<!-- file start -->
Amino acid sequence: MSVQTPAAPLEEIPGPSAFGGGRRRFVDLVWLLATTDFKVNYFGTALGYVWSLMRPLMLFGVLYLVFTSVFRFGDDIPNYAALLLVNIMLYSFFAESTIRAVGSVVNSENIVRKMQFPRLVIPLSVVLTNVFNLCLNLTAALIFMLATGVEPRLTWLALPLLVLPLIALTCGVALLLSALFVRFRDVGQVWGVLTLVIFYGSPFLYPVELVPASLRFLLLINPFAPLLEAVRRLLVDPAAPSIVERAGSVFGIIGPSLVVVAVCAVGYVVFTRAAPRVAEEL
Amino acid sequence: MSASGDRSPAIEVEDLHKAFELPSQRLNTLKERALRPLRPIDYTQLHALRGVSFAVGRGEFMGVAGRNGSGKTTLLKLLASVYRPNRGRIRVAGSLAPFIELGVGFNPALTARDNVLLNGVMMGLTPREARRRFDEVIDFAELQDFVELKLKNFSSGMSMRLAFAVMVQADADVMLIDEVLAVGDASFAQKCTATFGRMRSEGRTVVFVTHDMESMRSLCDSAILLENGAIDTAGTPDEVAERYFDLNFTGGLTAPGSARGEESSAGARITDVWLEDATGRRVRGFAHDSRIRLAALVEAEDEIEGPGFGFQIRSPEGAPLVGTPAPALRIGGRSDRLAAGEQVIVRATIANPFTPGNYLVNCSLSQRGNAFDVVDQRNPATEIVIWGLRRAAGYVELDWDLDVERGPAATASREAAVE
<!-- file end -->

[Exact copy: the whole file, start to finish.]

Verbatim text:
Amino acid sequence: MSVQTPAAPLEEIPGPSAFGGGRRRFVDLVWLLATTDFKVNYFGTALGYVWSLMRPLMLFGVLYLVFTSVFRFGDDIPNYAALLLVNIMLYSFFAESTIRAVGSVVNSENIVRKMQFPRLVIPLSVVLTNVFNLCLNLTAALIFMLATGVEPRLTWLALPLLVLPLIALTCGVALLLSALFVRFRDVGQVWGVLTLVIFYGSPFLYPVELVPASLRFLLLINPFAPLLEAVRRLLVDPAAPSIVERAGSVFGIIGPSLVVVAVCAVGYVVFTRAAPRVAEEL
Amino acid sequence: MSASGDRSPAIEVEDLHKAFELPSQRLNTLKERALRPLRPIDYTQLHALRGVSFAVGRGEFMGVAGRNGSGKTTLLKLLASVYRPNRGRIRVAGSLAPFIELGVGFNPALTARDNVLLNGVMMGLTPREARRRFDEVIDFAELQDFVELKLKNFSSGMSMRLAFAVMVQADADVMLIDEVLAVGDASFAQKCTATFGRMRSEGRTVVFVTHDMESMRSLCDSAILLENGAIDTAGTPDEVAERYFDLNFTGGLTAPGSARGEESSAGARITDVWLEDATGRRVRGFAHDSRIRLAALVEAEDEIEGPGFGFQIRSPEGAPLVGTPAPALRIGGRSDRLAAGEQVIVRATIANPFTPGNYLVNCSLSQRGNAFDVVDQRNPATEIVIWGLRRAAGYVELDWDLDVERGPAATASREAAVE